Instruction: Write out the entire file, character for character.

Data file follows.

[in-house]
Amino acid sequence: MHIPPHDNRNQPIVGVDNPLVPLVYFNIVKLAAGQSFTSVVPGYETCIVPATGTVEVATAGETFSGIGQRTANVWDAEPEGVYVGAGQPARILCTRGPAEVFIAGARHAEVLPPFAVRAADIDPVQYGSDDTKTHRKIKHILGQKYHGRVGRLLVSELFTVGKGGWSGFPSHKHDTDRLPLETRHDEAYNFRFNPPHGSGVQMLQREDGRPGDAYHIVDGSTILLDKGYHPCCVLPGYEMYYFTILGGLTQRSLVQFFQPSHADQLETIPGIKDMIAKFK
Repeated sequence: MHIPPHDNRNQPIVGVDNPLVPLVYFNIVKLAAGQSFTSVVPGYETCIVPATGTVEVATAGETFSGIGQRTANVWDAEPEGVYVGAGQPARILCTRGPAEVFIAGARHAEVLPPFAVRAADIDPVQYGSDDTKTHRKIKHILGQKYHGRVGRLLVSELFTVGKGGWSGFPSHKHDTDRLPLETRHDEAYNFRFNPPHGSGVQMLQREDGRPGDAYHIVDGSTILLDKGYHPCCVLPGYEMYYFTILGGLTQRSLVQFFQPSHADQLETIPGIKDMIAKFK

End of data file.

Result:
[in-house]
Amino acid sequence: MHIPPHDNRNQPIVGVDNPLVPLVYFNIVKLAAGQSFTSVVPGYETCIVPATGTVEVATAGETFSGIGQRTANVWDAEPEGVYVGAGQPARILCTRGPAEVFIAGARHAEVLPPFAVRAADIDPVQYGSDDTKTHRKIKHILGQKYHGRVGRLLVSELFTVGKGGWSGFPSHKHDTDRLPLETRHDEAYNFRFNPPHGSGVQMLQREDGRPGDAYHIVDGSTILLDKGYHPCCVLPGYEMYYFTILGGLTQRSLVQFFQPSHADQLETIPGIKDMIAKFK
Repeated sequence: MHIPPHDNRNQPIVGVDNPLVPLVYFNIVKLAAGQSFTSVVPGYETCIVPATGTVEVATAGETFSGIGQRTANVWDAEPEGVYVGAGQPARILCTRGPAEVFIAGARHAEVLPPFAVRAADIDPVQYGSDDTKTHRKIKHILGQKYHGRVGRLLVSELFTVGKGGWSGFPSHKHDTDRLPLETRHDEAYNFRFNPPHGSGVQMLQREDGRPGDAYHIVDGSTILLDKGYHPCCVLPGYEMYYFTILGGLTQRSLVQFFQPSHADQLETIPGIKDMIAKFK